What is it about?

This research examines how our political orientation shapes the reality of our experience. Those people or organisations with whom we are aligned are superior, and those with whom we differ are inferior. This is not merely difference of opinion, but a difference of reality - i.e. the characteristics or properties exhibited by each side are qualitatively very different. The research is based in the philosophy and theory of opposites of Carl Gustav Jung, and it puts the theory to the test using questionnaires and statistical analysis.

Featured Image

Why is it important?

This research points to one of the key reasons that political polarisation occurs and is so difficult to overcome. It suggests that those who have differing political orientations live in related but antagonistic worlds that have conflict built in to them. Furthermore, as political knowledge develops, the effect gets worse. The research is therefore important when developing strategies to overcome political division. It is also important because it takes an aspect of analytical psychology that has hitherto been overlooked or misunderstood and puts it to an empirical test for the first time.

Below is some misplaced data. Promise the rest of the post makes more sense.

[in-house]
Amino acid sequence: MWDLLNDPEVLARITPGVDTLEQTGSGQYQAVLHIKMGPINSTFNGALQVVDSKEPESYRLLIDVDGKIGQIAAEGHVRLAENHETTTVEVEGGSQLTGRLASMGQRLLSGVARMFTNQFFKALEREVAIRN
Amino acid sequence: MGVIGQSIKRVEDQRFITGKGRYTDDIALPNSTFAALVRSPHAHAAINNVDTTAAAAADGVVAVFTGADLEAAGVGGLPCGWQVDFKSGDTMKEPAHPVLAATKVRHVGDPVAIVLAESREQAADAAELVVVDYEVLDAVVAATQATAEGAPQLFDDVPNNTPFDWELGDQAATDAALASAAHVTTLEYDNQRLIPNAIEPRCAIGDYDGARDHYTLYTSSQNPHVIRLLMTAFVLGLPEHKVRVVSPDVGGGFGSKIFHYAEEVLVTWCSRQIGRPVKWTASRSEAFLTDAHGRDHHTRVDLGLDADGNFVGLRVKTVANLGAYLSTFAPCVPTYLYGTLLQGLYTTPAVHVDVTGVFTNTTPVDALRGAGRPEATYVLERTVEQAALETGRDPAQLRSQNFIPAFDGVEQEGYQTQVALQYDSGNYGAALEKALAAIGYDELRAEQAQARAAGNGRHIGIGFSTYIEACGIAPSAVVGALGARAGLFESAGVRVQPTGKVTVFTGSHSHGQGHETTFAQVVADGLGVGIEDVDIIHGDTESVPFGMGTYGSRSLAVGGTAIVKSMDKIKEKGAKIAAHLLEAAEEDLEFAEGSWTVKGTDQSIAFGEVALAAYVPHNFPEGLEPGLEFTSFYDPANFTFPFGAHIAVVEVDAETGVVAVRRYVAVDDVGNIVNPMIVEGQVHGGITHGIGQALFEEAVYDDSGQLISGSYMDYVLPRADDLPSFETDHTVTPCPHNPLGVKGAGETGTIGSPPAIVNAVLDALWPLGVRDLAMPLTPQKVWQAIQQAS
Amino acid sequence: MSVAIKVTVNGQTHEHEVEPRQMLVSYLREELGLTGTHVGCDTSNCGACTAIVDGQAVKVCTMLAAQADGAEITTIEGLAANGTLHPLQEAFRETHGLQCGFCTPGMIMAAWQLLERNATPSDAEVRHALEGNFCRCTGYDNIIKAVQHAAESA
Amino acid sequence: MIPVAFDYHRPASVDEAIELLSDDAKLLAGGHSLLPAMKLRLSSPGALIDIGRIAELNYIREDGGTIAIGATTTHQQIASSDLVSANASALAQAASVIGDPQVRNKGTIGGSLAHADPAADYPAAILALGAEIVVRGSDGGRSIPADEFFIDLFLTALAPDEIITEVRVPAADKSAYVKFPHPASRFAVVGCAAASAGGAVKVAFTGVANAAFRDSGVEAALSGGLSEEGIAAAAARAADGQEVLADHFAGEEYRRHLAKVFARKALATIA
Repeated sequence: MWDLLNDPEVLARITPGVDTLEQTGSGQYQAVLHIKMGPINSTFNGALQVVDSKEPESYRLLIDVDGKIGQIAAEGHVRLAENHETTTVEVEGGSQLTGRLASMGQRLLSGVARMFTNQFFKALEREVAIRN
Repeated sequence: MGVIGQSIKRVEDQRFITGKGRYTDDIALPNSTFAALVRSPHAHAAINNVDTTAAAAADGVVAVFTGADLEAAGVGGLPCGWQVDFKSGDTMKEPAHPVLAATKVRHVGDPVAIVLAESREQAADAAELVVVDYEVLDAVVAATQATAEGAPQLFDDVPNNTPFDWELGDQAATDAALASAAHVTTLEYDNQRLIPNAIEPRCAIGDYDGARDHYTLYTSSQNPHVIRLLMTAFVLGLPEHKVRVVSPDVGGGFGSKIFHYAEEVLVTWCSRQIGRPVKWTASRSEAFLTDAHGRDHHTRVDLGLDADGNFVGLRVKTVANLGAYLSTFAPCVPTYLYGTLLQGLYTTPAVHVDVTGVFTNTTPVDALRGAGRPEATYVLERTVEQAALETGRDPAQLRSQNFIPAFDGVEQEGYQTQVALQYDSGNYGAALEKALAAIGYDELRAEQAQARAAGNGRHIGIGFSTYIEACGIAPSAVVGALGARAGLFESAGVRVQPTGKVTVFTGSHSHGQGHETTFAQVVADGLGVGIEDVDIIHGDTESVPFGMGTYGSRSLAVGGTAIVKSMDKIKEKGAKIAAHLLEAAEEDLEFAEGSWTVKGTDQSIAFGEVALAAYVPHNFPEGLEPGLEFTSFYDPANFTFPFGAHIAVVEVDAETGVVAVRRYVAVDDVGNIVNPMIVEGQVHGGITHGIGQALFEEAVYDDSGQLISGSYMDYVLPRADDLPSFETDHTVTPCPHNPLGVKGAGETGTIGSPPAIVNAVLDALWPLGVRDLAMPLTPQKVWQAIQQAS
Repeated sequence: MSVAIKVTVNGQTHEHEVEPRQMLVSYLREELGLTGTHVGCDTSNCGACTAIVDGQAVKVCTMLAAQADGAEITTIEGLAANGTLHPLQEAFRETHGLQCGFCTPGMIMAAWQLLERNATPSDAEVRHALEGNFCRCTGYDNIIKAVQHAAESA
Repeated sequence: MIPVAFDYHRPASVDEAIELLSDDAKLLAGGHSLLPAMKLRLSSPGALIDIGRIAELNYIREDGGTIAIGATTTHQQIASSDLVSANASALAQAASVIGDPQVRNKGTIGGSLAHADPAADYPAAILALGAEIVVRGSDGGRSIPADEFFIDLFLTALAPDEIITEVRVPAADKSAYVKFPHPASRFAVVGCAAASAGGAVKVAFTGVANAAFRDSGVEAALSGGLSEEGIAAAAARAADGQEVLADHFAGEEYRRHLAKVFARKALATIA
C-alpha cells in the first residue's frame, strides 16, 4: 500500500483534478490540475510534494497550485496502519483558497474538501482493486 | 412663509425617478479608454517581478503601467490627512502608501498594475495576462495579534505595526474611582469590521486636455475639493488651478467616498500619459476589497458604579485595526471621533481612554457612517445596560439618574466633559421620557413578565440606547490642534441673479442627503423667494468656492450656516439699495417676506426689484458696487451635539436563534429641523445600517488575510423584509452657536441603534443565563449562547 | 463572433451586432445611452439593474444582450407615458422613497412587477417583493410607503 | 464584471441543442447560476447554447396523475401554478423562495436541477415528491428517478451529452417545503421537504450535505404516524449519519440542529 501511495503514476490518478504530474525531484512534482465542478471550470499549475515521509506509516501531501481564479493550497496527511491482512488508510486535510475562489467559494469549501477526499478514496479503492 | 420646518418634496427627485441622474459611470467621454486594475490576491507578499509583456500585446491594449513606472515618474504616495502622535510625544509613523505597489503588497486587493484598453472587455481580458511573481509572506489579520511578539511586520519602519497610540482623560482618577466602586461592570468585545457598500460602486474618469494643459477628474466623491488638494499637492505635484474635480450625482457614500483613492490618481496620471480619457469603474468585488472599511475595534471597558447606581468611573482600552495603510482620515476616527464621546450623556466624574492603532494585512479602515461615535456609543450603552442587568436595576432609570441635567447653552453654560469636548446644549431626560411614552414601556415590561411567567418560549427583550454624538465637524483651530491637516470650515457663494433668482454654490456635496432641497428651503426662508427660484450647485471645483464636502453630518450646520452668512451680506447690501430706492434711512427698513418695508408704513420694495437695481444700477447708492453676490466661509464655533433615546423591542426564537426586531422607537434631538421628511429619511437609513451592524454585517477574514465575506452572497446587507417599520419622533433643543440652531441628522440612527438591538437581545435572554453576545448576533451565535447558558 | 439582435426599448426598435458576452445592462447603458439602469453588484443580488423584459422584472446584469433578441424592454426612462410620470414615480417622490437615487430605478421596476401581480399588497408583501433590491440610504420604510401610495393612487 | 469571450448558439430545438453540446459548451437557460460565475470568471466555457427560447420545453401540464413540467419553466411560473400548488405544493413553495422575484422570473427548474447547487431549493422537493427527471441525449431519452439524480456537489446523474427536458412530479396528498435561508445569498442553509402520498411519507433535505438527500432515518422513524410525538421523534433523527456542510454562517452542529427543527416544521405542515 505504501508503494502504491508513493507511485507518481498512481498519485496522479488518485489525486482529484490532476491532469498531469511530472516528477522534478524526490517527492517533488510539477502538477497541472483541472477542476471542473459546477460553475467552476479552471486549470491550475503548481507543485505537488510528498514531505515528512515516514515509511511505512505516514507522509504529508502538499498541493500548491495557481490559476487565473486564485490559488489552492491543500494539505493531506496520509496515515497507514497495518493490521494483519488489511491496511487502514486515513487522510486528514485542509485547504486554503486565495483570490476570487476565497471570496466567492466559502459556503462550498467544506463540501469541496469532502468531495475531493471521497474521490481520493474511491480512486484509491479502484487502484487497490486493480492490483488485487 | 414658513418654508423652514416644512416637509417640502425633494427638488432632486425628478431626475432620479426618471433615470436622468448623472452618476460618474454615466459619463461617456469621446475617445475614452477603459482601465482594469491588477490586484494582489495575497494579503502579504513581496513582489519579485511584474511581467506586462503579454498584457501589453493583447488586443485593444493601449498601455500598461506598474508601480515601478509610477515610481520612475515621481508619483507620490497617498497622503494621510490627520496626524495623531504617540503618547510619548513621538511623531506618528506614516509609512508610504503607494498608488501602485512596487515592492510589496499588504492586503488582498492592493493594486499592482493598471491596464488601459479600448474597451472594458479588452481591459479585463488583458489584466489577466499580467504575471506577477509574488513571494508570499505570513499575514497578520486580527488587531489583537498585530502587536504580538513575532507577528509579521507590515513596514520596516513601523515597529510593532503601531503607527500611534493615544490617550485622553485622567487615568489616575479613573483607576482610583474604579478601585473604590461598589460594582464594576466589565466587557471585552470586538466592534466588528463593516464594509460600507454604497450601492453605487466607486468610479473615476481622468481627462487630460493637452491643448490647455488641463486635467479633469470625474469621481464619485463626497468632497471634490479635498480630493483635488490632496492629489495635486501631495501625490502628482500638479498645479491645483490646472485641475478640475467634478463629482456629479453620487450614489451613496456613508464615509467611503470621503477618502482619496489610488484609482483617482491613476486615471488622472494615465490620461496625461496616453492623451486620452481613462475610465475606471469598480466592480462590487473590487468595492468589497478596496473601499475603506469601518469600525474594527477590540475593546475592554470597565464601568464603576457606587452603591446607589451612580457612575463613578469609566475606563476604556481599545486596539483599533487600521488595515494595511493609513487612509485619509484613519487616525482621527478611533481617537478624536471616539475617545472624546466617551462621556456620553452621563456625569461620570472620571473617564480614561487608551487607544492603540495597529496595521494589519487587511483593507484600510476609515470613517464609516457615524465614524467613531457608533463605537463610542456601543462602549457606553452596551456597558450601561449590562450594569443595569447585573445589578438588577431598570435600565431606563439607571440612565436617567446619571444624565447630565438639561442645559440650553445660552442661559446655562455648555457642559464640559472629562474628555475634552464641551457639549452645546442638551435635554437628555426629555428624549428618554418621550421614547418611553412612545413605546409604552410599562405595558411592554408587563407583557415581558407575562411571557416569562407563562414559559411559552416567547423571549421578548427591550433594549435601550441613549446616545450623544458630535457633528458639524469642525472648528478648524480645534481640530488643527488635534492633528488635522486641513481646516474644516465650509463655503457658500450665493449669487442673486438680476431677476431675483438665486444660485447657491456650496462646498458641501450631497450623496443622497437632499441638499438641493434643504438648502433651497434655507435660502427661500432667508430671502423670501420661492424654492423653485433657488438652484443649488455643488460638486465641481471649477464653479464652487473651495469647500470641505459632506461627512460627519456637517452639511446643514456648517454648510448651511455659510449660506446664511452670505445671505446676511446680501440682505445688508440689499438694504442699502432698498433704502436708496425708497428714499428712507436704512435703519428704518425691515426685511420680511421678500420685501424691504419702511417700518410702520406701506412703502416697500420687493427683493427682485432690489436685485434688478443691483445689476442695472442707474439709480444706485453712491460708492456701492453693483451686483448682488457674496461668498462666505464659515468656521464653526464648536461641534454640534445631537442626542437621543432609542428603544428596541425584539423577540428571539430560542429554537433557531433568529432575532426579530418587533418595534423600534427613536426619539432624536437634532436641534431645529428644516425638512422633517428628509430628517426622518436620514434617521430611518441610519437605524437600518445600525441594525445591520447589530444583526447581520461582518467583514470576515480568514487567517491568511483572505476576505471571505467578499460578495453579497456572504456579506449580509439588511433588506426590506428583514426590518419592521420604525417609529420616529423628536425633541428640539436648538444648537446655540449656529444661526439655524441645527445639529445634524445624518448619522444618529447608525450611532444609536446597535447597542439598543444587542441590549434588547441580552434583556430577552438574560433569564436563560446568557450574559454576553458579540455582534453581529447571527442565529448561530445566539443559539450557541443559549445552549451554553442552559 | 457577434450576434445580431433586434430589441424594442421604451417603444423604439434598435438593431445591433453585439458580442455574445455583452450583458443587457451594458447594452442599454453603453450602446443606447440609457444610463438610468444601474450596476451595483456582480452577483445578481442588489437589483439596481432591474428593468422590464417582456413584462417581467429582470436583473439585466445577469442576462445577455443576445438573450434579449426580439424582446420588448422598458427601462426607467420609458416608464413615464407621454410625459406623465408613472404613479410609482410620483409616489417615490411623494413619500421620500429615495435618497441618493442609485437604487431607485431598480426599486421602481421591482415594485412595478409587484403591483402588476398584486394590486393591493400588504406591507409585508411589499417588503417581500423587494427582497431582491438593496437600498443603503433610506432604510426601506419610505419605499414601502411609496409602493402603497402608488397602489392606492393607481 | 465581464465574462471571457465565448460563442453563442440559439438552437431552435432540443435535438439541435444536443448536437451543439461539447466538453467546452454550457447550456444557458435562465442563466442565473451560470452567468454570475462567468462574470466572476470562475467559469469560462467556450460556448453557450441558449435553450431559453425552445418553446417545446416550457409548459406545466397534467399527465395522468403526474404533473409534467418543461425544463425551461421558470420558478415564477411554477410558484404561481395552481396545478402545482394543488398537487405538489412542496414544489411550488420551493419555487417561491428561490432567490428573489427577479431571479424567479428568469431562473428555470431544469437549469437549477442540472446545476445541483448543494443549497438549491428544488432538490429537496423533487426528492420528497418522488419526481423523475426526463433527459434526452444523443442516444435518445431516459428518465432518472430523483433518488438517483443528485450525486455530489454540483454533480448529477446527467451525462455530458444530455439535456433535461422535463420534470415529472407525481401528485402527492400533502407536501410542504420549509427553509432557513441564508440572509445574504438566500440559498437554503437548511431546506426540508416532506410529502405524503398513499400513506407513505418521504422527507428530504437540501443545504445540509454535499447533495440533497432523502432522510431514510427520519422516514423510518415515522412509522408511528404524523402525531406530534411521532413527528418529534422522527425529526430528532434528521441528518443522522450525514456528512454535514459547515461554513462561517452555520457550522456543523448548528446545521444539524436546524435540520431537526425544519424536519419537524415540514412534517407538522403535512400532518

Perspectives

This research combines theoretical, quantitative, and qualitative research, which was a feature of my PhD. It is another empirical step in the investigation of the difficulties of overcoming political and religious conflict, using some of the neglected insights of analytical psychology. The next step in the research is to examine the impact of 'participation mystique'. That is, to what extent do the thoughts of people who identify with the political left or right tend to align, or do they tend to consider each policy on its merits.

Steve Myers
University of Essex

Read the Original

This page is a summary of: A Test of Ontological Relativity, International Journal of Jungian Studies, October 2020, Brill, DOI: 10.1163/19409060-bja10003.
You can read the full text:

Read

Contributors

The following have contributed to this page